Imatges de pÓgina

materially from e unacceptable



ad me

-sencraft? id,

of the prince.

Fallen on the inventors' heads. All this can I
Truly deliver.

Let us haste to hear it,
And call the noblest to the audience.
For me, with sorrow, I embrace my fortune ;
I have some rights of memory' in this kingdom,
Which now to claim my vantage doth invite me.

Hor. Of that I shall have also cause to speak,
And from his mouth whose voice will draw on more ;
But let this same be presently performed,
Even while men's minds are wild ; lest more mischance
On plots and errors happen.

Let four captains Bear Hamlet, like a soldier, to the stage; For he was likely, had he been put on, To have proved most royally ; and, for his passage, The soldier's music, and the rites of war, Speak loudly for him.Take up the bodies.—Such a sight as this Becomes the field, but here shows much amiss. Go, bid the soldiers shoot.

[A dead march. [Exeunt, bearing off the dead bodies ; after

which a peal of ordnance is shot off.


1 i. e. some rights which are remembered in this kingdom.

The following scene in the first quarto, 1603, differs so materially from the revised play, that it has been thought it would not be unacceptable to the reader :

Enter Horatio and the Queen.

Hor. Madam, your son is safe arrived in Denmarke ;
This letter I even now received of him,
Whereas he writes how he escaped the danger,
And subtle treason that the king had plotted,
Being crossed by the contention of the winds,
He found the packet sent to the king of England,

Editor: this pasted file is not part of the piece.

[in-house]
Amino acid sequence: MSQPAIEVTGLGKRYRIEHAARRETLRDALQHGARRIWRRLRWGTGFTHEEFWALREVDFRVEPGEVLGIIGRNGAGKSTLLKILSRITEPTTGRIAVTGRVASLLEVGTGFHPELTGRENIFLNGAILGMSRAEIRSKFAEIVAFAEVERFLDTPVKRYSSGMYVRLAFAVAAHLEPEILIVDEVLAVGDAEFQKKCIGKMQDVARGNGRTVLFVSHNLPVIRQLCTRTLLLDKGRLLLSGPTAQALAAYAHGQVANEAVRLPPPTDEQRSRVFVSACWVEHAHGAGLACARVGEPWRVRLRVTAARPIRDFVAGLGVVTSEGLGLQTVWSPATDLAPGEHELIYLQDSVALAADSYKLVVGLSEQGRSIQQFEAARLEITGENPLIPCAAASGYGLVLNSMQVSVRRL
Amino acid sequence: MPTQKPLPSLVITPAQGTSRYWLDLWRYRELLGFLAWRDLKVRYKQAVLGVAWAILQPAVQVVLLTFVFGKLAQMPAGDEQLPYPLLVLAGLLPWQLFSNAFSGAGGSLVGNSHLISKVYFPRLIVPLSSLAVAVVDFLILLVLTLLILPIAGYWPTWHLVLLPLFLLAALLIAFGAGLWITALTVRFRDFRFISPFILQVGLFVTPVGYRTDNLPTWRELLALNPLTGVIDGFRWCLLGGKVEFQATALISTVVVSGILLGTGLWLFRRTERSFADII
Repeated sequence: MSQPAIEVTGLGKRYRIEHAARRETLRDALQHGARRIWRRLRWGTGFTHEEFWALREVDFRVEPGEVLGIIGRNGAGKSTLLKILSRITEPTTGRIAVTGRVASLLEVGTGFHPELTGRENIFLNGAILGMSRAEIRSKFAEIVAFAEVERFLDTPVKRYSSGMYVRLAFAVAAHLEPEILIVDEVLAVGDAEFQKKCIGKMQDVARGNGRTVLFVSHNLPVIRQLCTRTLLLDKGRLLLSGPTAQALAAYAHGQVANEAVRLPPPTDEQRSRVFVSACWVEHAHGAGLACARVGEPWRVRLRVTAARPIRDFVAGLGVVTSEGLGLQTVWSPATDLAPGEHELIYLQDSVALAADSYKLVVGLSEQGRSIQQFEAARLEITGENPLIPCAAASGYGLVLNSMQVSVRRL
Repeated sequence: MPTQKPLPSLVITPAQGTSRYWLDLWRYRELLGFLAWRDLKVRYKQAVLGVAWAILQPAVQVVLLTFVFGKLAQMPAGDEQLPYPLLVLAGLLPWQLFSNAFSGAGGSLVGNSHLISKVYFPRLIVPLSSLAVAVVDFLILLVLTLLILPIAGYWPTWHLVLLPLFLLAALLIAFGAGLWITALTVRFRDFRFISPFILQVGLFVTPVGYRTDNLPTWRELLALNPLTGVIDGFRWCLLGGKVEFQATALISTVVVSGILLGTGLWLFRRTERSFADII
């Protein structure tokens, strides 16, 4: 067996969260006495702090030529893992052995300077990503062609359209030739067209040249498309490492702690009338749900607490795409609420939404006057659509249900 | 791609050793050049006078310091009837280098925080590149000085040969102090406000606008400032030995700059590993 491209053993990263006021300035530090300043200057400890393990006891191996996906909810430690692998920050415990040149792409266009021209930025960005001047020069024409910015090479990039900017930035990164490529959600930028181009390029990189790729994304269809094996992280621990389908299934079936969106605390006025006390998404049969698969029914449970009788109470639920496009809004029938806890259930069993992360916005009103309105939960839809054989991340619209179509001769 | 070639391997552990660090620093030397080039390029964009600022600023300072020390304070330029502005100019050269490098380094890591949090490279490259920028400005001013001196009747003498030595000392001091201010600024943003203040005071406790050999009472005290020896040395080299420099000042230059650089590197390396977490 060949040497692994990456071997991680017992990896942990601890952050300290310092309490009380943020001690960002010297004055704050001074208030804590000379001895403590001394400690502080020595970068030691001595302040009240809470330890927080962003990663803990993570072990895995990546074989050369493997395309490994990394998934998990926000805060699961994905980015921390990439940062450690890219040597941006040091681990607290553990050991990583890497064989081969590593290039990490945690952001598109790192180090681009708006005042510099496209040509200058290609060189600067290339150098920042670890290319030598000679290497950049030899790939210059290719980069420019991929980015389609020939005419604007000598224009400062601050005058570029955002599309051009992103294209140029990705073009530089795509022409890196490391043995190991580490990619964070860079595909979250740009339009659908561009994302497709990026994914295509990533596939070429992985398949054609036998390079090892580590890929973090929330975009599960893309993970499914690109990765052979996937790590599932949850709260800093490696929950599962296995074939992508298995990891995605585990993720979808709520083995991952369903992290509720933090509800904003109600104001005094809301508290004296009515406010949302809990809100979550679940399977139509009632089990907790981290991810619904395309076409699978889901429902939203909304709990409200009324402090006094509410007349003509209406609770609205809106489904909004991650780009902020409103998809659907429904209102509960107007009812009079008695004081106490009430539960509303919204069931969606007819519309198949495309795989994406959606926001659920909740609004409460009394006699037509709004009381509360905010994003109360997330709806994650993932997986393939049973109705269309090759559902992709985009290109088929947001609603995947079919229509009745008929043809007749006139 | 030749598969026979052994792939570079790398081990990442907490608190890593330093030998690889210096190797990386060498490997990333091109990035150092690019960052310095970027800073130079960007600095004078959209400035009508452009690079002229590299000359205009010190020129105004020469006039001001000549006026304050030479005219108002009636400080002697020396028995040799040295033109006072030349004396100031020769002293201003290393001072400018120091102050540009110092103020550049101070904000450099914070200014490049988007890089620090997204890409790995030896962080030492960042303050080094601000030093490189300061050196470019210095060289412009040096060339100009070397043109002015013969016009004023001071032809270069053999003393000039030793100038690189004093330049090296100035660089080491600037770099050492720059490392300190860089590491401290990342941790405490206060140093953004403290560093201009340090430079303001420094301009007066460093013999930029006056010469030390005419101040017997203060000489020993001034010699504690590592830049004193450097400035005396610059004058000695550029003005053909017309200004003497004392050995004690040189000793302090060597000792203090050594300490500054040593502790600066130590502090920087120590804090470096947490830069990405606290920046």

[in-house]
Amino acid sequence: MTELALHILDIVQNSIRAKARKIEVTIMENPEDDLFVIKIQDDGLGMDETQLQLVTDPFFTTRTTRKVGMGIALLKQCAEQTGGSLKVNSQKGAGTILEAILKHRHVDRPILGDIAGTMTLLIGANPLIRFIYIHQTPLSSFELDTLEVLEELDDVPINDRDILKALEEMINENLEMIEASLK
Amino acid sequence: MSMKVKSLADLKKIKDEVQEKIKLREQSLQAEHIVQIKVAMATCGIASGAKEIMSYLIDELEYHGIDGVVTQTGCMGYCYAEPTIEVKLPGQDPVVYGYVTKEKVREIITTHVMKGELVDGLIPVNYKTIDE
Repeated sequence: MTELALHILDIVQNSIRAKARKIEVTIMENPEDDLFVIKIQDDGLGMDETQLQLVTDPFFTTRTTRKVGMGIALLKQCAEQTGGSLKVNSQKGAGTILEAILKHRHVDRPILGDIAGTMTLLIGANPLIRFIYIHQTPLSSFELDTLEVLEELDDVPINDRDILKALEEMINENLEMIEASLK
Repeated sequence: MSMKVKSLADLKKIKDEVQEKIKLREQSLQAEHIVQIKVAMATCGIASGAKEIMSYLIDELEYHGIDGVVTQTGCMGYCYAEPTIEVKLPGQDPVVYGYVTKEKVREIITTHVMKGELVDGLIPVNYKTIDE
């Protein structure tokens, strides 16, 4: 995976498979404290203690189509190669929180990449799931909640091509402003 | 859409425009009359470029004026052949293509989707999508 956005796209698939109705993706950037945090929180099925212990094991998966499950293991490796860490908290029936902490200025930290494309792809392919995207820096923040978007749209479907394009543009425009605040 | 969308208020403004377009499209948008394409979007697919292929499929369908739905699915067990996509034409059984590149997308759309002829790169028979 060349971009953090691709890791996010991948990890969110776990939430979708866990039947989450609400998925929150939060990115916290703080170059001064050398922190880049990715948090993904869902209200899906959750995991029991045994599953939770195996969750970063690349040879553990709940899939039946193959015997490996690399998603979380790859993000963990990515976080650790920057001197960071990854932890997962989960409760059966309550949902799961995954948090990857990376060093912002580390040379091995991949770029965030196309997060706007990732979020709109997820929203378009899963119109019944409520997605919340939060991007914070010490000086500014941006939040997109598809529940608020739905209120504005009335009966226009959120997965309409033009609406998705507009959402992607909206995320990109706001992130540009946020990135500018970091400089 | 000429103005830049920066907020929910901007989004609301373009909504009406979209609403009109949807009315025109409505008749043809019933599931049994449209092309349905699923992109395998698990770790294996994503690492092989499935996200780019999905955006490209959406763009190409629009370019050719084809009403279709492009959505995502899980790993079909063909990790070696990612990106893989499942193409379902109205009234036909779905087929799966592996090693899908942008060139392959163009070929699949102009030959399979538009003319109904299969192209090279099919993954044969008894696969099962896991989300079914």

Wherein he saw himself betrayed to death,
As at his next conversion with your grace
He will relate the circumstance at full.

Queen. Then I perceive there's treason in his looks,
That semed to sugar o'er his villanies ;
But I will sooth and p.cuse him for a time,
For murderous minds are always jealous :
But know not you, Horatio, where he is ?

Hor. Yes, madam, and he hath appointed me
To meet himn on the east side of the city
To-morrow morning.

Queen. O fail not, good Horatio, and withal commend me
A mother's care to him; bid him a while
Be wary of his presence, lest that he
Fail in that he goes about.

Hor. Madam, never make doubt of that:
I think by this the news be come to court
He is arrived:
Observe the king, and you shall quickly find,
Hamlet being here, things fell not to his mind.

Queen. But what became of Gilderstone and Rossencraft?

Hor. He being set ashore, they went for England,
And in the packet there writ down that doom
To be performed on them 'pointed for him:
And by great chance he had his father's seal,
So all was done without discovery.

Queen. Thanks be to Heaven for blessing of the prince.
Horatio, once again I take my leave,
With thousand mother's blessings to my son.

Hor. Madam, adieu !
VOL. VII. 50

If the dramas of Shakspeare were to be characterized, each by the particular excellence which distinguishes it from the rest, we must allow to the tragedy of Hamlet the praise of variety. The incidents are so numerous, that the argument of the play would make a long tale. The scenes are interchangeably diversified with merriment and solemnitywith merriment that includes judicious and instructive observations, and solemnity not strained by poetical violence above the natural sentiments of man. New characters appear from time to time in continual succession, exhibiting various forms of life and particular modes of conversation. The pretended madness of Hamlet causes much mirth, the mournful distraction of Ophelia fills the heart with tenderness; and every personage produces the effect intended, from the apparition that, in the first act, chills the blood with horror, to the fop, in the last, that exposes affectation to just contempt.